An American gentleman of large wealth, educated, refined, in the full possession of health, having now but limited time to mingle in general society, seeks the acquaintance in this most unconventional manner, with a view to matrimony, of a high minded, Christian-hearted, wealthy lady of mature years; to avoid triflers, and as a bar to all mercenary motives, thorough and positive statements as to wealth and income must be given; no letters noticed unless containing full particulars, also unexceptionable references, any true lady, as above, need feel no diffidence in replying, as her confidence will be held sacred and all correspondence immediately returned when requested; the limited scope of a newspaper advertisement admits of but a faint outline of the writer's purpose, his views and honorable intentions, but full and minute details will be given in reply; no communications received from irresponsible or adventurous persons.  Address, for ten days, Truth, box 180 Herald office, New York.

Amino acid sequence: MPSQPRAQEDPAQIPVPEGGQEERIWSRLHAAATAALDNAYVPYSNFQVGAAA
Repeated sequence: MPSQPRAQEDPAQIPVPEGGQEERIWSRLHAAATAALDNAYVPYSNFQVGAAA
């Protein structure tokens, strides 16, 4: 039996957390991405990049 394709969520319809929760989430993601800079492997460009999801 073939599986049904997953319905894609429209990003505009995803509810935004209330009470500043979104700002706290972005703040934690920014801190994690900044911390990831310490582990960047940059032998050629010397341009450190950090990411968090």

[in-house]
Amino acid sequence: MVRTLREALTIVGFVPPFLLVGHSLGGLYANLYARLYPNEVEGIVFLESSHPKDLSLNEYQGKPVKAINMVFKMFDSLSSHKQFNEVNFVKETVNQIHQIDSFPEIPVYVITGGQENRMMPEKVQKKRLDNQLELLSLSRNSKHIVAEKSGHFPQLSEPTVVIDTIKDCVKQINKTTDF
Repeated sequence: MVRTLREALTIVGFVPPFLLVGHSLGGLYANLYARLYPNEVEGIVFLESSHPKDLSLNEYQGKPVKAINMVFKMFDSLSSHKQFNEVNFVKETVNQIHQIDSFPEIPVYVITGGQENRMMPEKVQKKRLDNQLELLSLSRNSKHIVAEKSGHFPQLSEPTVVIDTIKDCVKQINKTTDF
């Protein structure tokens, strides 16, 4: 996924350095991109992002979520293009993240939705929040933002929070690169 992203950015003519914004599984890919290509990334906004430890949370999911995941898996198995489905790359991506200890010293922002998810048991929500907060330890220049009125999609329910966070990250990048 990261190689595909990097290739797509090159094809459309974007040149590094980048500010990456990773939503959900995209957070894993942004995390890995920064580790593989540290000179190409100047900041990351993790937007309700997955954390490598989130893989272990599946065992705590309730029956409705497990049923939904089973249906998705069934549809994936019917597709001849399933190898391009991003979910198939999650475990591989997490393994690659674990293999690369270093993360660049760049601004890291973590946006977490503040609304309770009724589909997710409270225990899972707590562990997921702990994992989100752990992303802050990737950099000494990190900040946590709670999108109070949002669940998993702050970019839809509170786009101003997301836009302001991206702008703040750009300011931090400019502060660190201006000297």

Okay, this is depressing for two reasons.  The first I think you can tell just from reading the second ad - the guy got lots of letters from people trying to jerk him around.  The second thing is that these ads were printed over a full year apart!

Waah!  I'm so sad for him!!